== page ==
How to resign
Make no mistake: there are both right and wrong ways of handling your resignation. Resigning calls for diplomacy, good sense, calm, deep consideration and strength of character. Be sure to command your emotions and do what is right for you.
Think before quitting
It’s essential to know your mind before making such a big change. List your reasons for wanting to leave and ask yourself if you have exhausted all possible avenues within your current company. Resigning is a big step if all you want is a new challenge and a change of environment, as you may well be able to get this where you are.
How to resign
If you’ve decided to leave your current employer, you’ll need to write a letter of resignation to confirm your decision. There may also be a meeting to discuss your decision – even if it is not a formal meeting – so you’ll need to plan. That means knowing what you want to say, how you want to say it, and sticking to it.
Always emphasise the positives of your time with your employer, as you never know how important they may be to you down the line. Prepare for an emotional or confrontational response, but stick to your plan to avoid reacting in a way that may harm your chances of a much-needed reference.
Letter of resignation
A resignation letter is an opportunity to say what you want to in a controlled way. It’s worth remembering that your new employer has a right to see your resignation letter, so keep it positive. This letter also provides a good opportunity to thank your employer for the opportunities they have given you.
Be sure to include:
- Person it is addressed to
- Notice of termination of employment
- When this is effective from
- Your signature
- Remember that a letter of resignation is the last reflection of your character, so make it graceful and professional.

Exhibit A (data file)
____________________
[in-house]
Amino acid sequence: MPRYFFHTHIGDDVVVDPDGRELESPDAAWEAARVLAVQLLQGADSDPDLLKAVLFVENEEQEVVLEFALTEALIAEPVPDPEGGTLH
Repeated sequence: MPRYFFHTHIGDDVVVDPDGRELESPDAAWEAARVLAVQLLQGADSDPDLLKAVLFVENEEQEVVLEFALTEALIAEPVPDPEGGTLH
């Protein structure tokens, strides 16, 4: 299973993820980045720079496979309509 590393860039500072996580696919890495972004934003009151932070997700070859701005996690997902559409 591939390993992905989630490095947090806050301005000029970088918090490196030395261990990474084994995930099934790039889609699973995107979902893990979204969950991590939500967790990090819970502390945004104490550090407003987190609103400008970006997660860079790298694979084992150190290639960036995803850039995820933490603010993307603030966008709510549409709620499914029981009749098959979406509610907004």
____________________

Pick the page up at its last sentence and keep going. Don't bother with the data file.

Other things to consider
Be sure to give your company enough time to find a suitable replacement; particularly so during busy periods . Your new employer may want to speak with your current one for a number of reasons, so do everything you can to leave them with a positive impression.
Be prepared for a counter-offer and set your boundaries first. If you are changing jobs purely on the basis of money then a counter-offer could be the perfect outcome, but think about the implications. Accepting a counter-offer could impact your integrity with your would-be employer and you could find yourself wanting that same job in the future.
Make sure you negotiate a fair settlement for any outstanding holiday entitlement, pay or commission. In return, you must deliver on any outstanding projects and remain positive about the company to your colleagues.
If you follow these simple rules of resignation then you stand a good chance of leaving your current position of employment with good grace and dignity, helping you to secure a winning reference whilst maintaining a truly professional reputation.